Thanks again Chef John for the awesome recipes and entertaining videos :)

Food Junkie said...

Thanks for sharing your guacamole technique Chef John. I am looking forward to trying the smear and chop technique. At risk of having the guacamole purist police at my door I will admit to preferring a generous amount of garlic in my guac.

Unknown said...

With all that Serrano chile, there's no need for cayenne also, but no garlic?

Chris K. said...

THANK YOU for posting a guacamole recipe that omits garlic. Garlic is anathema to guacamole.

Fun kitchen prank: back in my line cook days we used to mix up wasabi paste and put it in a ramekin next to some tortilla chips. We'd tell some newbie Mexican cook "Try this new guacamole Chef wants to put on the menu!" Invariably he/she would frown, grab a chip, and shovel an enormous dab of wasabi into his/her mouth. So much fun!

If you think that's really mean don't worry. Revenge in a commercial kitchen is not always cold.

Ron Williams said...

No garlic?

Ron Williams said...

Joe Eoj

Google "conical glass bowls" and be bowled over conically.

Henry Richardson said...

Pretty much the same recipe I've been using for 20 years, although the smear technique for the onion and cilantro is pretty new to me. I just learned to do this for garlic a couple of weeks ago.

One thing I do is that I slice the avocado in the skin before scooping it out. I use a butter knife to make a series of cuts roughly 1/4" to 3/8" inch apart the long way then again at a diagonal. Then when I scoop with a spoon I get sticks of avocado with a diamond shaped cross section. Folding the ingredients together breaks up the sticks into smaller chunks and the sharp edges break off and mix with the tomato and lime juices. I like a chunkier guacamole and it saves me the trouble of washing the masher. Also, I usually make large batches for a party of 20-30, so I'm cutting up 10-12 avocados at one time. Using a butter knife in the skin is faster.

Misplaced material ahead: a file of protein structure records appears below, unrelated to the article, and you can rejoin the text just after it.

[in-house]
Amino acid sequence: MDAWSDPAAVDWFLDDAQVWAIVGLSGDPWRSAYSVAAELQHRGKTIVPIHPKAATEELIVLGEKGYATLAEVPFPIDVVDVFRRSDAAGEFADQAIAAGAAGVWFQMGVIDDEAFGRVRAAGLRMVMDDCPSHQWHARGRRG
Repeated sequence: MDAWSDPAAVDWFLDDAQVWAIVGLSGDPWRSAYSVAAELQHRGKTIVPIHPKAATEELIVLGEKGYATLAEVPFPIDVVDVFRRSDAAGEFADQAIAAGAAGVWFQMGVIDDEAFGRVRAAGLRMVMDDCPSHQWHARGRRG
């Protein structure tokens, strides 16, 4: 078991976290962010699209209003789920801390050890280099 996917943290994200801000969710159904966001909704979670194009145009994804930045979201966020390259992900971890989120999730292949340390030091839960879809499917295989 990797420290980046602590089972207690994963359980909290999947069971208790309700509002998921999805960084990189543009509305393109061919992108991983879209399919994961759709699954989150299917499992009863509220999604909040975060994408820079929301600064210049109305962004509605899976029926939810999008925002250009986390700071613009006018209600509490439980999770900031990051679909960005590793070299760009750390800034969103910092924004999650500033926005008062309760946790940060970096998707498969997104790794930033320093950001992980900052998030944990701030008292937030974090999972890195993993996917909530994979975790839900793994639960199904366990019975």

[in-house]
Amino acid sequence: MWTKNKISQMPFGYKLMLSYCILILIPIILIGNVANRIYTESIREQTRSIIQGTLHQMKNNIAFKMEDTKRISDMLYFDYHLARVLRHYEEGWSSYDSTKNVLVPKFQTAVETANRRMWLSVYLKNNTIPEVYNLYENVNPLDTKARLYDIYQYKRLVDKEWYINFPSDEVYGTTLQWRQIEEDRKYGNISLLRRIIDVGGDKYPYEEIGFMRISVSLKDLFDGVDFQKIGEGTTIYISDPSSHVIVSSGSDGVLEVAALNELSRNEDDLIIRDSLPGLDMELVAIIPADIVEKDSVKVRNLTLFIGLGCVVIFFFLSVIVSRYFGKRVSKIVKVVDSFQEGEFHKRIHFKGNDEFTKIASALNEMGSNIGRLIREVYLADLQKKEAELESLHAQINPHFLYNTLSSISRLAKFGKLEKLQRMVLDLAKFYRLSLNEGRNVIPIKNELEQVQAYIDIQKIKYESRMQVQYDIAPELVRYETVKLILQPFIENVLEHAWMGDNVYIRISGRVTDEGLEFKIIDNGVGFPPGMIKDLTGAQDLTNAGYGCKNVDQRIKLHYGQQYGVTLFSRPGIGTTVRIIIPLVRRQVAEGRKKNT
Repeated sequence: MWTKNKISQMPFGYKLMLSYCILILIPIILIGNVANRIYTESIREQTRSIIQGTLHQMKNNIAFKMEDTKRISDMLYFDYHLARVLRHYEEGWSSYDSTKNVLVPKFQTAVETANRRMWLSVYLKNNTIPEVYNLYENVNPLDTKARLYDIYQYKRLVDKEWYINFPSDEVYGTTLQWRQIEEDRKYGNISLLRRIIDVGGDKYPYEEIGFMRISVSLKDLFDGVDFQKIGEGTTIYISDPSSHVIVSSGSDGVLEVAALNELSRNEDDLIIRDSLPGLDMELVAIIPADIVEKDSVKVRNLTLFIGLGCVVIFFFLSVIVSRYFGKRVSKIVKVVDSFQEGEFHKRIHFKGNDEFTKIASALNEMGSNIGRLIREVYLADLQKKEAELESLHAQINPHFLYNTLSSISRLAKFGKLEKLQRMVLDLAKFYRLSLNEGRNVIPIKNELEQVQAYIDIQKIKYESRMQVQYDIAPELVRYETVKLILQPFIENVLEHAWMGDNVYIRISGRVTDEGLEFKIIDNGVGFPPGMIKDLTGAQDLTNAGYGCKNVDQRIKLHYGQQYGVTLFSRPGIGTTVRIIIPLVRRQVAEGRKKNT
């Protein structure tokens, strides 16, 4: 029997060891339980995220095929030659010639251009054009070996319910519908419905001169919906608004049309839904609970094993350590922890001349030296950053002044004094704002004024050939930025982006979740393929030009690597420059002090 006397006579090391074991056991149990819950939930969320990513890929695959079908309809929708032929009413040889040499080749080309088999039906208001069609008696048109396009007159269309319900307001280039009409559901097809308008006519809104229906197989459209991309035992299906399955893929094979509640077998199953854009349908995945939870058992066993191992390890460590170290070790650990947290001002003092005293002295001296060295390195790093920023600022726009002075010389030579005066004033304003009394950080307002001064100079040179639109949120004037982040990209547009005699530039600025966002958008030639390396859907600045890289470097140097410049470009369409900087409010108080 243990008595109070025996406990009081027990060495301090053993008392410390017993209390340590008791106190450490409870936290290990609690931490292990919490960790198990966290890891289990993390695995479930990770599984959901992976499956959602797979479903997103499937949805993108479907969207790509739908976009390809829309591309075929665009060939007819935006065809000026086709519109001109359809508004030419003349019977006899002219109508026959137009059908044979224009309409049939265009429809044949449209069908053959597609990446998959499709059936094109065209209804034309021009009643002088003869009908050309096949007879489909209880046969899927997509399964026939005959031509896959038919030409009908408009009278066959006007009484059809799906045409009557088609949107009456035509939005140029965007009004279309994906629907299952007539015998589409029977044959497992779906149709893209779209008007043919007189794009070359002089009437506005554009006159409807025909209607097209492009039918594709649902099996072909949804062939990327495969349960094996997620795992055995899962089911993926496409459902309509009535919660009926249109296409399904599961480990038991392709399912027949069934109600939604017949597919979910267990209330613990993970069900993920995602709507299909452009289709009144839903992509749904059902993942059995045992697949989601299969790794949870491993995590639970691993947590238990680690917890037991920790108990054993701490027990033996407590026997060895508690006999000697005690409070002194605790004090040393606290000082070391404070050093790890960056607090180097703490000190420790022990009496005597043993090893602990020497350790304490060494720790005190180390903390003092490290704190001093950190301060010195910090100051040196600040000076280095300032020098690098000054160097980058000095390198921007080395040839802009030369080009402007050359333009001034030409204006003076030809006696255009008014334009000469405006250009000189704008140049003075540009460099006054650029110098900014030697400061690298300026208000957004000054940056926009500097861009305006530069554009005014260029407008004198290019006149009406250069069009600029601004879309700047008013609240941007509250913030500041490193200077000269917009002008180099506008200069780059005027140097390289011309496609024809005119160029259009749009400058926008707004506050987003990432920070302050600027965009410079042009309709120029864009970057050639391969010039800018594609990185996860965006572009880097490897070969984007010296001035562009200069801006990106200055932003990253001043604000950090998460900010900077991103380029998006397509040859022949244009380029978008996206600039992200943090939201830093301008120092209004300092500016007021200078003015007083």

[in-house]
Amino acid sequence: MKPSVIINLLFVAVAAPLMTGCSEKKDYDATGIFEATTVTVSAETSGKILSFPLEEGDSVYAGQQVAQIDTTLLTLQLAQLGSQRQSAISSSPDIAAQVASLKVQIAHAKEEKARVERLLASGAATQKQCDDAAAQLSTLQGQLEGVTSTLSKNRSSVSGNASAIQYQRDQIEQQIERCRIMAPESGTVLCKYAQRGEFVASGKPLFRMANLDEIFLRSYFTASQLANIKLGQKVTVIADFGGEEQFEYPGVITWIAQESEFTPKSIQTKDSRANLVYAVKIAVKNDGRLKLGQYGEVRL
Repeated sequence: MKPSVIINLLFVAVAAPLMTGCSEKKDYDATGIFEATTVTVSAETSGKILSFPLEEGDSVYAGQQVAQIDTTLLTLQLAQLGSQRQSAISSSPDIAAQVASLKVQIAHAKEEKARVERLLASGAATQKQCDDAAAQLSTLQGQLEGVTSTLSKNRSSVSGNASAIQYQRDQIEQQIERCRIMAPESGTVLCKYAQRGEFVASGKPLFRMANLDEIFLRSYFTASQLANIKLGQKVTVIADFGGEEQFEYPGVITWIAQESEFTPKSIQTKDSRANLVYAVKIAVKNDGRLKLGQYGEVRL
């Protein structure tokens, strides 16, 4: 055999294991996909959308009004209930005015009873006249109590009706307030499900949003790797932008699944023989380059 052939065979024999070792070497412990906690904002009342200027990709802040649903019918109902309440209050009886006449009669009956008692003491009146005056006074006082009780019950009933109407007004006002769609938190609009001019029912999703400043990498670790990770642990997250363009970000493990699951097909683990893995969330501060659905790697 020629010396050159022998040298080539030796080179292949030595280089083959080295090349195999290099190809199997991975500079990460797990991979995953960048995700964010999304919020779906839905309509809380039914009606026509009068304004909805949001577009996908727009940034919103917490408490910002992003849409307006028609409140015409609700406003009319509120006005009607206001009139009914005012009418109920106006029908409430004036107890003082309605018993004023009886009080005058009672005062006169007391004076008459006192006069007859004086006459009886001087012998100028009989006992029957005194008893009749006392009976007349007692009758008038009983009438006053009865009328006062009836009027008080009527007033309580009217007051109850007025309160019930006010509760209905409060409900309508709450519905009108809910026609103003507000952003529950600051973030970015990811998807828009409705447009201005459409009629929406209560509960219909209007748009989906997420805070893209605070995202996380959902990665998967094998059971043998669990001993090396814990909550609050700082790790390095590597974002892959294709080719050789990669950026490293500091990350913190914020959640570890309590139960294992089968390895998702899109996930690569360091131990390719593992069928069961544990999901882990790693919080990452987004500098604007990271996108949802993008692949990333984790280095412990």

As always, Chef, even if I know the recipe, I still learn (more) about a technique from your videos. (I've been spreading the gospel of "How roux, cold liquid, no lumps!" for years.)

Woody Monk said...

@Joe Eoj the Trygg bowl by IKEA looks rather similar to the one Chef John uses.

draceanaqueen said...

When I make guac, I cut the avocados in half and save the skins. Then I load the skins with the guac for individual servings. That way, there's no stabbing with forks or chips rubbed in anyone's face. Also, you left out a pinch of Mexican oregano.

tamtam said...

Yummy! I love guacamole. When my husband makes it, he adds chopped tomatoes to the mix. Sometimes, he adds green onions if we're out of regular onions. He won't add cilantro to it, though. He's one of the unfortunate individuals for whom cilantro tastes like soap :(

beemo said...

As I promised, I made this, but I used my nifty little marble mortar & pestle to grind stuff. I've grown confident enough in the kitchen that I hardly bothered to measure, even though I was making a fraction of this recipe (just enough for myself) with a single avocado. Plus I don't even know or care about the relative sizes of avocados, 'Hass' or otherwise.

Also: no cilantro in the house so I threw some still-viable parsley into the mortar. Jalapenos and (Korean) serranos on hand however.

Results amazing, I scarfed the whole bowl with some taco chips, and now I'm augmenting the flames of culinary excitement with a lot of Pabst.

Your gag about Michelle killed me, it's worthy of the great Peter Cook himself

Jesse from Detroit said...

"But my wife is not a big fan, so I guess I don't like them after all." I laughed so hard I spit my tea all over my keyboard!

Aaron Brown said...

I'm looking forward to trying this new technique for a classic dish so thank you.

But I'm dying to know more about the secret project.

Can you at least tell us when all will be revealed?

beemo said...

I forget if I posted to tell you that I've made this twice in the last couple of days because a) it is fantastic and b) I had two avocados. I had fun smashing things up in my mortar and pestle.

More avocado recipes please! They really are magical, aren't they?

ja ha said...

Why don't you have a mocajete?

Kit Vitae said...

hey john, would a mortar and pestle at all work for the chop-n-grind part? i'm thinking fine dice, then mortar&pestle to release the goodness, and mash the avocado in.